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Qualitative Interviews Exploring Palliative Care Perspectives of Latinos on Dialysis.
Clin J Am Soc Nephrol. 2017 May 08; 12(5):788-798.CJ

Abstract

BACKGROUND AND OBJECTIVES

Compared with non-Latino whites with advanced illness, Latinos are less likely to have an advance directive or to die with hospice services. To improve palliative care disparities, international ESRD guidelines call for increased research on culturally responsive communication of advance care planning (ACP). The objective of our study was to explore the preferences of Latino patients receiving dialysis regarding symptom management and ACP.

DESIGN, SETTING, PARTICIPANTS, & MEASUREMENTS

Qualitative study design using semistructured face-to-face interviews of 20 Latinos on hemodialysis between February and July of 2015. Data were analyzed using thematic analysis.

RESULTS

Four themes were identified: Avoiding harms of medication (fear of addiction and damage to bodies, effective distractions, reliance on traditional remedies, fatalism: the sense that one's illness is deserved punishment); barriers and facilitators to ACP: faith, family, and home (family group decision-making, family reluctance to have ACP conversations, flexible decision-making conversations at home with family, ACP conversations incorporating trust and linguistic congruency, family-first and faith-driven decisions); enhancing wellbeing day-to-day (supportive relationships, improved understanding of illness leads to adherence, recognizing new self-value, maintaining a positive outlook); and distressing aspects of living with their illness (dietary restriction is culturally isolating and challenging for families, logistic challenges and socioeconomic disadvantage compounded by health literacy and language barriers, required rapid adjustments to chronic illness, demanding dialysis schedule).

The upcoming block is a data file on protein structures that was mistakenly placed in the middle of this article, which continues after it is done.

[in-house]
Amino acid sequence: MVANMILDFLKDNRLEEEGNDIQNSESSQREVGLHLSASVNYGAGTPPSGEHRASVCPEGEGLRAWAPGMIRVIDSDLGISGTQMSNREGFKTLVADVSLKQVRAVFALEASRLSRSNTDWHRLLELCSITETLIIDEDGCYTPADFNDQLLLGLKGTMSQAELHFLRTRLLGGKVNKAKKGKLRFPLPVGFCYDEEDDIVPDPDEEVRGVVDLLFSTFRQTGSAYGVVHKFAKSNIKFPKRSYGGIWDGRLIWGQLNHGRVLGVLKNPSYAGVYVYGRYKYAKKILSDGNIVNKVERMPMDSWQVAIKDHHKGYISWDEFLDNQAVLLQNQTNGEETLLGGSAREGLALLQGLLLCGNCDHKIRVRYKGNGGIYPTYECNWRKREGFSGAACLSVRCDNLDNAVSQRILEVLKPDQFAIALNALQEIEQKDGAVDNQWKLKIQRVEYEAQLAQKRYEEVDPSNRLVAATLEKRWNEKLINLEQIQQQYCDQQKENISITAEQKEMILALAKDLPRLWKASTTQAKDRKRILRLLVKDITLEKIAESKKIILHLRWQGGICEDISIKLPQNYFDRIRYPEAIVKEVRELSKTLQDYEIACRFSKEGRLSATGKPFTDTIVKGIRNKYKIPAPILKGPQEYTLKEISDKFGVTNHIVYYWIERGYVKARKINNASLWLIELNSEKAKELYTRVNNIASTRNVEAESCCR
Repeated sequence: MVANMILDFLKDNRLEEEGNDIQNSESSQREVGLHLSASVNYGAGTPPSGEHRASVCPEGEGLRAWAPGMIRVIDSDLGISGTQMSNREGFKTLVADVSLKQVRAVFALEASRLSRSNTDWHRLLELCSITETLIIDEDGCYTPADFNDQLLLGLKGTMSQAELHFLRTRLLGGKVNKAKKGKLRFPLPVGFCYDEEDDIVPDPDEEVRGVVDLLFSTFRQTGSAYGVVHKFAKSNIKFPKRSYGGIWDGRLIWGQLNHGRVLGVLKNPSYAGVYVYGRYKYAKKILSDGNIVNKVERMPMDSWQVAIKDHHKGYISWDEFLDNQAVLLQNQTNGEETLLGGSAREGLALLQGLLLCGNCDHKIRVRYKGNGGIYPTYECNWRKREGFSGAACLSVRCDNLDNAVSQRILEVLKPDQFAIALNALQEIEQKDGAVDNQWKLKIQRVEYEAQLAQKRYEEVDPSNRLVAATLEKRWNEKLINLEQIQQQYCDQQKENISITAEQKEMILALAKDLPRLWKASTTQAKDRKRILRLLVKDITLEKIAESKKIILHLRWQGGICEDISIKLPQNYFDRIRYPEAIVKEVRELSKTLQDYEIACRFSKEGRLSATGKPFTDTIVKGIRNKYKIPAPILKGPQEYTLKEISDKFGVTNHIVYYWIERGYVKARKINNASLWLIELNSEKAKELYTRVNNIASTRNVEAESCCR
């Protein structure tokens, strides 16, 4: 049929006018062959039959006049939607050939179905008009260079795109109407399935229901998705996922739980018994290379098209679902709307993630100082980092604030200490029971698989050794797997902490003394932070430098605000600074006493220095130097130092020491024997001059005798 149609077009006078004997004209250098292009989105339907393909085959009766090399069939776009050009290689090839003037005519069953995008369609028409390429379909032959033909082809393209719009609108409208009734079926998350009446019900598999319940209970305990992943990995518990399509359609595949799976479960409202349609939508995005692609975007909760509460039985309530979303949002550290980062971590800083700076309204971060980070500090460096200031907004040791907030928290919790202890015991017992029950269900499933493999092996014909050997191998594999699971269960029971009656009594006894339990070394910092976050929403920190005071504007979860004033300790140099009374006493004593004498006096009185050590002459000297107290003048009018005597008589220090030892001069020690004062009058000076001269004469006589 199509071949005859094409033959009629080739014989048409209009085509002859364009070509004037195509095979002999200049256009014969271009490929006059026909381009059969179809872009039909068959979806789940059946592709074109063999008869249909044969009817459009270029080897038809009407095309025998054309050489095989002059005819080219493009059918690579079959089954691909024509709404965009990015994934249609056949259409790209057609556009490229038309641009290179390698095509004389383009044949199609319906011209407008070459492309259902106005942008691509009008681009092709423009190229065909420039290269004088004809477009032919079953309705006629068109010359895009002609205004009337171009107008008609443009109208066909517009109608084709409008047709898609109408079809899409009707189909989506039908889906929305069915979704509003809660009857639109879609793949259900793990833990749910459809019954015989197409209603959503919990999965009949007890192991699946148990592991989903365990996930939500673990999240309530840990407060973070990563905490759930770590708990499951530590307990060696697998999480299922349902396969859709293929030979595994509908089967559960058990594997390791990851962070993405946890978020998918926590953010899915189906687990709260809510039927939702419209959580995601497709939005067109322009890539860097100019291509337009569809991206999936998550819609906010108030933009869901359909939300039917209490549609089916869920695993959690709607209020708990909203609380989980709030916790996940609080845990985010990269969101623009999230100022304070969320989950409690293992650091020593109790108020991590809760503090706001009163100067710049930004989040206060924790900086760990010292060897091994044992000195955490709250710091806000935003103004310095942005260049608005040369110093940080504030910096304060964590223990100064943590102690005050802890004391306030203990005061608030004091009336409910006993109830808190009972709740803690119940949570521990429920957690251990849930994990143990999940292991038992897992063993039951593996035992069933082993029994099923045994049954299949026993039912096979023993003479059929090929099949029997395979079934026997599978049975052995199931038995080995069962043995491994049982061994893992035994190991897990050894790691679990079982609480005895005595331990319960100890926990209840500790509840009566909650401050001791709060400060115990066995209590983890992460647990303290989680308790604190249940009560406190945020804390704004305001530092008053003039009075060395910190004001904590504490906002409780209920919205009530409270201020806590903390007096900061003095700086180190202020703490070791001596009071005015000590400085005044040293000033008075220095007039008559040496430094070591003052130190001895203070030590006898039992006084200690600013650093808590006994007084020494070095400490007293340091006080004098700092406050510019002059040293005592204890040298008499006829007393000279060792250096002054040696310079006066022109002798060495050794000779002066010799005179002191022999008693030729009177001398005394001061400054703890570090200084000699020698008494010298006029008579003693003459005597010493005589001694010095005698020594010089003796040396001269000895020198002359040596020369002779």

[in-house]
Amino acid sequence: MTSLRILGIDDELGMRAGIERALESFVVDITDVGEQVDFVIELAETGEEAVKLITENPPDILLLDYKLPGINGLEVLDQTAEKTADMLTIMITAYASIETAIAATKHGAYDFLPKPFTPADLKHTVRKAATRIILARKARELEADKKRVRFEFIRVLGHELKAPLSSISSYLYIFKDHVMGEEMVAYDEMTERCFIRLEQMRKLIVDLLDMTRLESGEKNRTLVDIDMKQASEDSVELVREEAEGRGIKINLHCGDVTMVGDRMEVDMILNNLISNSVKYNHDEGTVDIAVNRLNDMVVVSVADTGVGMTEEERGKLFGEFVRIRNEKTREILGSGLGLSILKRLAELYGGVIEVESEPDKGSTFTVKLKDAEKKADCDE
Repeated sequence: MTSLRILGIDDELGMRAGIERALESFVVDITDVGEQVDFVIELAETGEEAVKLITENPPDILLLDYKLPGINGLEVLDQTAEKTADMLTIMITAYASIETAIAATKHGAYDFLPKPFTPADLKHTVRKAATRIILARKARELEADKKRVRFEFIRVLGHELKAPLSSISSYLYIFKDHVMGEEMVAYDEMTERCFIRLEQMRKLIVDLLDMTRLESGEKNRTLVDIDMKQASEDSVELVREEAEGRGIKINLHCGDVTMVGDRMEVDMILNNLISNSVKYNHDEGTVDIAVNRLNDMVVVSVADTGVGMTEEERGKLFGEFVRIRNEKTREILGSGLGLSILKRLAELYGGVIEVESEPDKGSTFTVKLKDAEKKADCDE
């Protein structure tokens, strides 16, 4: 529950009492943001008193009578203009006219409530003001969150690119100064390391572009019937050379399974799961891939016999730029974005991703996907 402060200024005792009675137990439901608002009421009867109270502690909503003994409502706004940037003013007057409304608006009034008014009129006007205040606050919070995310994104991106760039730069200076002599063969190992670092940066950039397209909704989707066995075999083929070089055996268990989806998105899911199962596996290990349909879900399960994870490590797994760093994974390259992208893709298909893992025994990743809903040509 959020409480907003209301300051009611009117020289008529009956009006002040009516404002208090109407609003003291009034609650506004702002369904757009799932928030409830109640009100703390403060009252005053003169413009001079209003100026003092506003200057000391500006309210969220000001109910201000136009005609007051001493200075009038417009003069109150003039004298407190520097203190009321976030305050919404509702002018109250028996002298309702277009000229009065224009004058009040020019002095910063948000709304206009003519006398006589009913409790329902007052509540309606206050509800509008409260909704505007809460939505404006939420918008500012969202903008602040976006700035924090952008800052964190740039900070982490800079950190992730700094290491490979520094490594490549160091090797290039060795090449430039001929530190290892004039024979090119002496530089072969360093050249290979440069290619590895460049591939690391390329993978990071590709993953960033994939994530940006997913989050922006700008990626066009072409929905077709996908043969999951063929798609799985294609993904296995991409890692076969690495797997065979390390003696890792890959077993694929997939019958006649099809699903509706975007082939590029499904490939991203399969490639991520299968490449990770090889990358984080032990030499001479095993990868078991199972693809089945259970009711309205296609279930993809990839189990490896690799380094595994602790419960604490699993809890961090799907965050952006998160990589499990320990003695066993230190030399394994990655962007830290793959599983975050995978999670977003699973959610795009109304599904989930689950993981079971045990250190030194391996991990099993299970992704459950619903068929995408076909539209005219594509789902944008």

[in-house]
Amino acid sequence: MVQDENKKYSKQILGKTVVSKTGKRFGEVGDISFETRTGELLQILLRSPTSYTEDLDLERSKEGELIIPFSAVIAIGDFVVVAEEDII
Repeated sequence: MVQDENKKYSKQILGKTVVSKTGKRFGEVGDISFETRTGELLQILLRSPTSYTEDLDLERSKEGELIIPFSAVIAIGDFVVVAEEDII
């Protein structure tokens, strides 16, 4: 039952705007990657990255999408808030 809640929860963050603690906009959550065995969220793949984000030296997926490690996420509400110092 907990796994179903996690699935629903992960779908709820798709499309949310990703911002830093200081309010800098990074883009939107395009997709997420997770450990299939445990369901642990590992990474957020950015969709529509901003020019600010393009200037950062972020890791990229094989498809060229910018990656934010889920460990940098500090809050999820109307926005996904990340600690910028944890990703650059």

CONCLUSIONS

Latinos described unique cultural preferences such as avoidance of medications for symptom alleviation and a preference to have family group decision-making and ACP conversations at home. Understanding and integrating cultural values and preferences into palliative care offers the potential to improve disparities and achieve quality patient-centered care for Latinos with advanced illness.

Authors+Show Affiliations

Divisions of Hospital Medicine and Lilia.Cervantes@dhha.org. Department of Medicine and.College of Nursing, University of Colorado, Denver, Colorado.Department of Medicine and. Nephrology, Department of Medicine, Denver Health, Denver Colorado; and.Division of General Internal Medicine, School of Medicine, and.

Pub Type(s)

Journal Article

Language

eng

PubMed ID

28404600

Citation

Cervantes, Lilia, et al. "Qualitative Interviews Exploring Palliative Care Perspectives of Latinos On Dialysis." Clinical Journal of the American Society of Nephrology : CJASN, vol. 12, no. 5, 2017, pp. 788-798.
Cervantes L, Jones J, Linas S, et al. Qualitative Interviews Exploring Palliative Care Perspectives of Latinos on Dialysis. Clin J Am Soc Nephrol. 2017;12(5):788-798.
Cervantes, L., Jones, J., Linas, S., & Fischer, S. (2017). Qualitative Interviews Exploring Palliative Care Perspectives of Latinos on Dialysis. Clinical Journal of the American Society of Nephrology : CJASN, 12(5), 788-798. https://doi.org/10.2215/CJN.10260916